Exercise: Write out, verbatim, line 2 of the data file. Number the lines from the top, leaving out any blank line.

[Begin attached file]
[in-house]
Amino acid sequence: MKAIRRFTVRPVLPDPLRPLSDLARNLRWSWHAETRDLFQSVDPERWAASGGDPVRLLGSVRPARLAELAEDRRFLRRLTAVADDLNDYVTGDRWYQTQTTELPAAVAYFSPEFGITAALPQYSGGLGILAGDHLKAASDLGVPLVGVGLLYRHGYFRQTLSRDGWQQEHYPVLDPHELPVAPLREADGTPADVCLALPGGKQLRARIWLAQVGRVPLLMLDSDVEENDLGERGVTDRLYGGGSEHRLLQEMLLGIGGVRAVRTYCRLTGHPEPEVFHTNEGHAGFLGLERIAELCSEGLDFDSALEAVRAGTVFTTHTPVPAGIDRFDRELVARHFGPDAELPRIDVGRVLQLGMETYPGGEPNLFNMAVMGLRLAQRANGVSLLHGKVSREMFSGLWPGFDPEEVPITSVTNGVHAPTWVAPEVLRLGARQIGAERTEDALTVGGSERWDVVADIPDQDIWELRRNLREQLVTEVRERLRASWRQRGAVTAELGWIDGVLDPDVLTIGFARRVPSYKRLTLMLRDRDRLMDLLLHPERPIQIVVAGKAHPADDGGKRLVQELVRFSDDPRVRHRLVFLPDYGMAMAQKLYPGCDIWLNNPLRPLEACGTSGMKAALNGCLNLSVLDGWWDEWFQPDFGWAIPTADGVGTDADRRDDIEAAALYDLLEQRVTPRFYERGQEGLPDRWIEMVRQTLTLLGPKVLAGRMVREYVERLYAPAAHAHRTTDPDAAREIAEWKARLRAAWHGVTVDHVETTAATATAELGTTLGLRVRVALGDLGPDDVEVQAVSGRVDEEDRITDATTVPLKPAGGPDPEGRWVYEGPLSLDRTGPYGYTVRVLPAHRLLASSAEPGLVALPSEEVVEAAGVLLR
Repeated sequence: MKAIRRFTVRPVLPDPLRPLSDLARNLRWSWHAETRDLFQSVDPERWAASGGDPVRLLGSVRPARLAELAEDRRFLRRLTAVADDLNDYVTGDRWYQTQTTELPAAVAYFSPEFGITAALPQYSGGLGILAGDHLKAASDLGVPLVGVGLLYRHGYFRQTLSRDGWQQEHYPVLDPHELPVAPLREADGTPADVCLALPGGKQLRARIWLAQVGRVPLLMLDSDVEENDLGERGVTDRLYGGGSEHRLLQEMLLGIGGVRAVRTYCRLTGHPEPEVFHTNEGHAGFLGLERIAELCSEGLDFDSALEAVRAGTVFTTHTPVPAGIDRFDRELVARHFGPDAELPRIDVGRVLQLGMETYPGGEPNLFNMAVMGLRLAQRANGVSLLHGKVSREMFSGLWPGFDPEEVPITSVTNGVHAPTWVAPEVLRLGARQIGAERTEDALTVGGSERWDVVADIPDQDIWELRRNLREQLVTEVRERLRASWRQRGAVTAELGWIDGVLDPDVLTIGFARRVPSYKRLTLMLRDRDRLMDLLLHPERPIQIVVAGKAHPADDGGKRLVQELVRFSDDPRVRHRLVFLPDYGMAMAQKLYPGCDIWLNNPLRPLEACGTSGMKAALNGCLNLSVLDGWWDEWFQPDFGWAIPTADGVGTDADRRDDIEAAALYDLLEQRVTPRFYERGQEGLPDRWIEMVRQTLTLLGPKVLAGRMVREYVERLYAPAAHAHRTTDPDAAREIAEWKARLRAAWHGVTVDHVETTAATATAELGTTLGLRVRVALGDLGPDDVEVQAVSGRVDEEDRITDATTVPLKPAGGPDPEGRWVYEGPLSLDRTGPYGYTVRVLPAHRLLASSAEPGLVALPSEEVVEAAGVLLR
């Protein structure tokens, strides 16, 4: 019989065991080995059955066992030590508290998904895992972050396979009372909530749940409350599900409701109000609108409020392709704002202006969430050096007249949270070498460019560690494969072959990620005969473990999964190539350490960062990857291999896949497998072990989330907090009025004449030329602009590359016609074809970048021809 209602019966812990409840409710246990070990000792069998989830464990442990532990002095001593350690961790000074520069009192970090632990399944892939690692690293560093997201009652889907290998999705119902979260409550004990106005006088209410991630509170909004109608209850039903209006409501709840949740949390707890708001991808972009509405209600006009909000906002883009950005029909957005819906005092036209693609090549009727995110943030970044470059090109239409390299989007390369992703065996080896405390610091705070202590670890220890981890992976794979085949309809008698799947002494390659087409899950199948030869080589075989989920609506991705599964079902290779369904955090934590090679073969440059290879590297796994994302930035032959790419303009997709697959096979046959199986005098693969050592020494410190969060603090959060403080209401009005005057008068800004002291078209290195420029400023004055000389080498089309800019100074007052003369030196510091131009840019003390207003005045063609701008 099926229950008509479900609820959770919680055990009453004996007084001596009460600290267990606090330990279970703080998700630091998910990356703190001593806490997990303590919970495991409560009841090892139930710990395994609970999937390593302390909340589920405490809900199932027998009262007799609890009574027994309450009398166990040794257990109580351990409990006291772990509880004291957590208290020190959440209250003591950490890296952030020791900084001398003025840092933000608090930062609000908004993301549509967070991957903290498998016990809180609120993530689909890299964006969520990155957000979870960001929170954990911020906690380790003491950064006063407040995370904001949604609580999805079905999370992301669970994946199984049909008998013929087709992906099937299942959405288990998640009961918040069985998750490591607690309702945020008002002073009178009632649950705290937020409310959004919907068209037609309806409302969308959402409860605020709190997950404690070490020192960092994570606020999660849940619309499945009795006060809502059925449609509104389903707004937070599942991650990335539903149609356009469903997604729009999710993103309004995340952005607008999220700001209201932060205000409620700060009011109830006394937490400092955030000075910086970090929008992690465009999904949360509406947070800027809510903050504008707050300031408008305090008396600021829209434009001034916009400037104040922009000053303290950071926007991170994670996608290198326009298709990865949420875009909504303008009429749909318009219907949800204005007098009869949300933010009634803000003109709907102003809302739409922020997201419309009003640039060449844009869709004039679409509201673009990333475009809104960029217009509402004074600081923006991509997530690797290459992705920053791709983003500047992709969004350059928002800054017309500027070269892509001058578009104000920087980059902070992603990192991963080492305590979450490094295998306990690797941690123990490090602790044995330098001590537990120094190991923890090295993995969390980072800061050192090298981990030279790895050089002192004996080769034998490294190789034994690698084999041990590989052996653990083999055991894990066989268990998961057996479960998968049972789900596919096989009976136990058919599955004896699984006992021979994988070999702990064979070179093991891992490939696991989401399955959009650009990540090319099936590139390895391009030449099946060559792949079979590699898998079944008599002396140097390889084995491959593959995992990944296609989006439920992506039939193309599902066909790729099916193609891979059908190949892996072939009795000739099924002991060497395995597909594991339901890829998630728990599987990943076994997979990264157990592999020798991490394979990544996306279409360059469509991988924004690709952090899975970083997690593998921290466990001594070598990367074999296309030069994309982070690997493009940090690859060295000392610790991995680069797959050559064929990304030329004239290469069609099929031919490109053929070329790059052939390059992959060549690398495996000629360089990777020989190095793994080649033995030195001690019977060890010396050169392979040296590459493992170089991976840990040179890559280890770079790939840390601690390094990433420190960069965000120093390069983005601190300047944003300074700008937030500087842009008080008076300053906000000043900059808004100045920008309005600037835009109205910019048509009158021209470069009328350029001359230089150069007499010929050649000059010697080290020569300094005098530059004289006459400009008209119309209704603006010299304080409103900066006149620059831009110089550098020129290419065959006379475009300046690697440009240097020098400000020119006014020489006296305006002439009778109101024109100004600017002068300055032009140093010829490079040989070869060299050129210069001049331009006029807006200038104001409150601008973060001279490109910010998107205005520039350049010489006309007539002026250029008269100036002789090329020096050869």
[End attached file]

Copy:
Amino acid sequence: MKAIRRFTVRPVLPDPLRPLSDLARNLRWSWHAETRDLFQSVDPERWAASGGDPVRLLGSVRPARLAELAEDRRFLRRLTAVADDLNDYVTGDRWYQTQTTELPAAVAYFSPEFGITAALPQYSGGLGILAGDHLKAASDLGVPLVGVGLLYRHGYFRQTLSRDGWQQEHYPVLDPHELPVAPLREADGTPADVCLALPGGKQLRARIWLAQVGRVPLLMLDSDVEENDLGERGVTDRLYGGGSEHRLLQEMLLGIGGVRAVRTYCRLTGHPEPEVFHTNEGHAGFLGLERIAELCSEGLDFDSALEAVRAGTVFTTHTPVPAGIDRFDRELVARHFGPDAELPRIDVGRVLQLGMETYPGGEPNLFNMAVMGLRLAQRANGVSLLHGKVSREMFSGLWPGFDPEEVPITSVTNGVHAPTWVAPEVLRLGARQIGAERTEDALTVGGSERWDVVADIPDQDIWELRRNLREQLVTEVRERLRASWRQRGAVTAELGWIDGVLDPDVLTIGFARRVPSYKRLTLMLRDRDRLMDLLLHPERPIQIVVAGKAHPADDGGKRLVQELVRFSDDPRVRHRLVFLPDYGMAMAQKLYPGCDIWLNNPLRPLEACGTSGMKAALNGCLNLSVLDGWWDEWFQPDFGWAIPTADGVGTDADRRDDIEAAALYDLLEQRVTPRFYERGQEGLPDRWIEMVRQTLTLLGPKVLAGRMVREYVERLYAPAAHAHRTTDPDAAREIAEWKARLRAAWHGVTVDHVETTAATATAELGTTLGLRVRVALGDLGPDDVEVQAVSGRVDEEDRITDATTVPLKPAGGPDPEGRWVYEGPLSLDRTGPYGYTVRVLPAHRLLASSAEPGLVALPSEEVVEAAGVLLR